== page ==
Cassin's Vireo
(Vireo cassinii)


Picture of bird
© Tony Battiste
For additional photos and vocalizations, visit Dendroica. (Link opens in a new window.)

The Cassin's Vireo was recognised as a distinct species in 1997 when the "Solitary Vireo" complex was split into Cassin's, Blue-headed, and Plumbeous Vireos (American Ornithologists' Union 1997). In Canada, the Cassin's Vireo is largely restricted to the southern half of British Columbia. The species is monitored well by the Breeding Bird Survey. The Canadian population has shown little overall change since the early 1970s, despite fluctuating widely among years. This species has been identified as a priority for conservation and/or stewardship in one or more Bird Conservation Region Strategies in Canada.


Main designations for the species
DesignationStatusDateSubspecies, population
IUCN (Global)Least concern2018 
Wild Species (Canada)Secure2015 
Bird Conservation Region StrategyPriority Species2013 

Population status

Geographic area or populationPopulation change relative to ~1970ReliabilityStatus in relation to goal
CanadaLittle ChangeHighAt an Acceptable Level

Population estimate

Geographic area or populationPopulation estimate
Canada1,000,000 - 5,000,000 adults

Distribution maps


Migration strategy, occurrence

Long-distance migrant

Responsibility for conservation

Geographic areaResponsibility based on % of global population

Conservation and management

The Cassin's Vireo breeds in coniferous and mixed woodlands, usually those with an open character (Campbell et al. 1997). Since this species tolerates a variety of silvicultural practices, responding neutrally or favourably to thinning and selective logging, there are few management concerns over much of its range (Goguen and Curson 2002). Recent climatic changes and drier winters in the species' breeding range may be contributing to better conditions for the species (Ray et al. 2017).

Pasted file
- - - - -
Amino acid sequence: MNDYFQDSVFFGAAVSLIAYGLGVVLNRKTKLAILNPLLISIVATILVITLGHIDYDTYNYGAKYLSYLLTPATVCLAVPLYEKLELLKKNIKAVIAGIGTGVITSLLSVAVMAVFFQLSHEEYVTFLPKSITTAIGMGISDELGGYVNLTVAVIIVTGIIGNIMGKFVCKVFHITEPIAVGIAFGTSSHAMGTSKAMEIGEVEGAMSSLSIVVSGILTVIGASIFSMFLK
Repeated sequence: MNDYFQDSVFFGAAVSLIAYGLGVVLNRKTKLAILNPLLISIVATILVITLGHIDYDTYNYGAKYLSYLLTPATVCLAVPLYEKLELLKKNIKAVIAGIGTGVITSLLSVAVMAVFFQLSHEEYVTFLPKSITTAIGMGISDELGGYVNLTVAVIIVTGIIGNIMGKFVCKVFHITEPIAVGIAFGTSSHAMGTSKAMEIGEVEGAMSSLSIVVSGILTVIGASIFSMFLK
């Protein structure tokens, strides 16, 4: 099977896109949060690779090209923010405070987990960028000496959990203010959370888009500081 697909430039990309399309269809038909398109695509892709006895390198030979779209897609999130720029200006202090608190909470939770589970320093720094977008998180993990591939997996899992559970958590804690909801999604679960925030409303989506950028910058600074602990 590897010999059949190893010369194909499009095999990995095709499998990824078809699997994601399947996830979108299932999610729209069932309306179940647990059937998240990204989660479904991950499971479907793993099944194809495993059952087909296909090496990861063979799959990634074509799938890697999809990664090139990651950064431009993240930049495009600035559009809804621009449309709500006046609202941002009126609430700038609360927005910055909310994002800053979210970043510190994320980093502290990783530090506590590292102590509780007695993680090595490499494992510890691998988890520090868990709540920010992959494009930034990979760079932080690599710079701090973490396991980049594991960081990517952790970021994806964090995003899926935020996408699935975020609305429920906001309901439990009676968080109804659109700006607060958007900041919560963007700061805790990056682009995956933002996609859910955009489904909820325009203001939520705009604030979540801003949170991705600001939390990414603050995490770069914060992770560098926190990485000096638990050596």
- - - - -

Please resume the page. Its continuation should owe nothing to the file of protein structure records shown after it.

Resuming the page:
Bird conservation region strategies

Environment and Climate Change Canada and partners have developed Bird Conservation Region Strategies in each of Canada’s Bird Conservation Regions (BCRs). In these strategies, selected species are identified as priorities for one or more of the following reasons:

  • conservation concerns (i.e., species vulnerable due to population size, distribution, population trend, abundance, or threats)
  • stewardship responsibilities (i.e., species that typify the regional avifauna or have a large proportion of their range or population in the sub-region)
  • management concerns (i.e., species that require ongoing management because of their socio-economic importance as game species, or because of their impacts on other species or habitats)
  • other concerns (i.e., species deemed a priority by regional experts for other reasons than those listed above or because they are listed as species at risk or concern at the provincial level)

Select any of the sub-regions below to view the BCR strategy for additional details.

BCRs, marine biogeographic units, and sub-regions in which the species is listed as a priority
RegionSub-region and priority type
Northern Pacific RainforestNorthern Pacific Rainforest, sub-region and priority type: Pacific and Yukon -- Conservation
Northern RockiesNorthern Rockies, sub-region and priority type: Pacific and Yukon -- Stewardship